The #1 Reason to Walk to Work

Walking to work is a win-win on so many levels. Here are some of the most popular reasons to ditch the TTC or car and put on your walking shoes:

  • Getting fit
  • Saving money
  • Reducing your carbon footprint
  • Reducing stress

These are all great reasons to commute by foot. But the #1 reason in my opinion is this:

reliability-1992960_1280-2


Image: Pixabay.com under Creative Commons CCo

Walking is virtually 100% reliable.

In the years I’ve walked to work it’s been SO NICE to know when I’m going to get there! No worries about getting held up by

  • traffic jams
  • getting doored
  • streetcars or buses getting bunched up
  • all manner of delays on the subway.

When I commute by foot, there is almost no chance that I will arrive late.

You may think, what about the weather? Recently we had an ice storm.

Ice covered tree branches in Toronto

Ice storm, Toronto, February 2017

And yes – I decided to take public transit when the sidewalks were completely coated with ice  – because I am not superhuman!

(Plus I don’t have those fancy convertible ice-picky boots. More on walking gear in a coming post!)

But in the usual course of weather – through rain, snow, sleet and hail, as well as wind, sun and smog – I know if I need to figure in a bit of extra time. Because I’ve done it for so long, I have a pretty good idea of my walking speed in any weather.

Taking the weather into account

  • Factoring in for heavy snow, I will leave up to 15 minutes earlier.

For example, my commute takes me across the Prince Edward Viaduct. Some bleak winter mornings, the plows haven’t gotten to those sidewalks after a heavy snow. I have trudged through knee-deep drifts and am here to tell you that it’s a great workout! Once I reach Sherbourne it’s usually pretty smooth sailing after that. Because in case you didn’t know, here in Toronto our slogan is “Be Nice – Clear Your Ice.”

  • A very heavy rain and/or high wind means I need an extra five minutes.

I was very surprised the first time strong gusts of wind across the viaduct actually stopped me in my tracks. Is it possible to be windswept right off the bridge? It sure feels like it sometimes. Maybe I’ve just been lucky so far.

  • Add five minutes for shade-seeking.

Except for the viaduct, which I must traverse to get downtown, I have a choice of routes to walk. In the heat, humidity and smog of a Toronto summer, I will give myself a few extra minutes to walk in the shade every chance I get.

You can count on me

I am always the first person at the office when there’s been heavy snow. Once, I was one of only two people who made it in that day! The others had turned back in defeat after sitting in their cars in traffic or waiting for transit to operate properly for like, two hours! Yikes!

Sometimes I’m the only one there for a 9:00 a.m. meeting, thinking this is weird, did I get the date wrong? Completely – and happily – oblivious to a widespread subway delay.

How’s that for reliable?

Tweet: #1 Reason to Walk to Work #thewalkingcommuter https://ctt.ec/xH240+

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14 thoughts on “The #1 Reason to Walk to Work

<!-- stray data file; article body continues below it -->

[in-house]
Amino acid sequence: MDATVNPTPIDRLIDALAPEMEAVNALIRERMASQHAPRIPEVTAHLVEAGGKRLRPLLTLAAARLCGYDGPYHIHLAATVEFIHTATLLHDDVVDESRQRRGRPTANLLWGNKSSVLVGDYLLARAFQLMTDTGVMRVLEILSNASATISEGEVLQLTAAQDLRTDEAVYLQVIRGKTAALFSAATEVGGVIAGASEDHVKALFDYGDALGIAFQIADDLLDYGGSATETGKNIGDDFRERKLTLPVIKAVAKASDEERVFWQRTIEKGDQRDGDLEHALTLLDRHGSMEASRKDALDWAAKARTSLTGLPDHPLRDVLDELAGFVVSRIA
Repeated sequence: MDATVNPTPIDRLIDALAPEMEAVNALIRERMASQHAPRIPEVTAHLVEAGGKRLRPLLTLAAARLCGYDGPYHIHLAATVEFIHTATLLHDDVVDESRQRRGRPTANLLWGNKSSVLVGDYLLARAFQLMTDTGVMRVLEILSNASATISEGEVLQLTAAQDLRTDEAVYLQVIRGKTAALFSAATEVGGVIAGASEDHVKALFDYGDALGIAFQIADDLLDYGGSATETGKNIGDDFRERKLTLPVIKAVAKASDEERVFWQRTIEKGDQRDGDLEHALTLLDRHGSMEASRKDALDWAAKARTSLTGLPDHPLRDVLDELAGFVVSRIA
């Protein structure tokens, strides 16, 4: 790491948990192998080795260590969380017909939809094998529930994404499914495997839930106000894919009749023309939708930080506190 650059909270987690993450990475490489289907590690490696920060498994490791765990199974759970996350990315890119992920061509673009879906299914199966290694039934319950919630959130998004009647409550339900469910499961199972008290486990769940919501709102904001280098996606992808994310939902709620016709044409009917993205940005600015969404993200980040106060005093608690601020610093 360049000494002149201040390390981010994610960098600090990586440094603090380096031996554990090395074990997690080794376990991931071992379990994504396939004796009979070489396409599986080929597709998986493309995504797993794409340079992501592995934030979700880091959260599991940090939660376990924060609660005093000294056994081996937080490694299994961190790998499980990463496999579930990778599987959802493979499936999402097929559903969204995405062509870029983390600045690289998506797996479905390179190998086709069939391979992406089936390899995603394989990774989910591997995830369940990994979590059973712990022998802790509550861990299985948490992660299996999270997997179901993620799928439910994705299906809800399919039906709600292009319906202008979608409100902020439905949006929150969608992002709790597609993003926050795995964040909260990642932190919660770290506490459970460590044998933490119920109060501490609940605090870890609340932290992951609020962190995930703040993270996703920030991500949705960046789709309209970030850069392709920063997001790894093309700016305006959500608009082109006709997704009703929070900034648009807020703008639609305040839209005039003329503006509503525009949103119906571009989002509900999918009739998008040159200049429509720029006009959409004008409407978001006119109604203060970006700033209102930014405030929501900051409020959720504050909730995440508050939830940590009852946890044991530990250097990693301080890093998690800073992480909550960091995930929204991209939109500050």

1. As for winter walking, take that beautiful falling snow on Sunday…….it was a pleasure to walk In it for almost an hour. I did that and I am 81, a confirmed and convinced walker.

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    • Thanks for your comment. I’m planning to discuss the differences between a pleasure walk and a walking commute in an upcoming post. They have a lot in common but a few key differences.

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  2. Nice start to your blog! Sounds like you have daily adventures that we take for granted when we are travelling around in our tin cans. Of course I mean those things that shelter us all the time from the outside world. Looking forward to reading more.

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  3. What a great subject for contemplation. I’m older now and have been retired since 2005 (Yikes !!), and unfortunately I’ve never been in a position to walk to work. If I were to think about walking for a “commute,” I think about my walk to school in 5th grade in Northern Virginia in the later 50’s. I remember taking up the French Horn to eventually play in the school band. I never got as far as doing the orchestral thing, because the horn and case weighed what seemed like 100 pounds, and I gave it up early dreading the carry. The other memory that comes back to me is weather, particularly the more extreme winter weather.

    But the concept in general is almost romantic !! I would wonder now how many really GREAT ideas could occur during such a time that the body is active and the mind wandering and reflective. Can’t do that while driving so much.

    Al

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    • Thanks for your comment! Great to hear about your early walking experience. Carrying heavy stuff is something I plan to discuss in an upcoming post, but a french horn might be a little beyond my scope!

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  4. Pingback: The #1 Reason to Walk to Work | Waves by TJ

  5. Pingback: It could change your life! Survey results | The Walking Commuter

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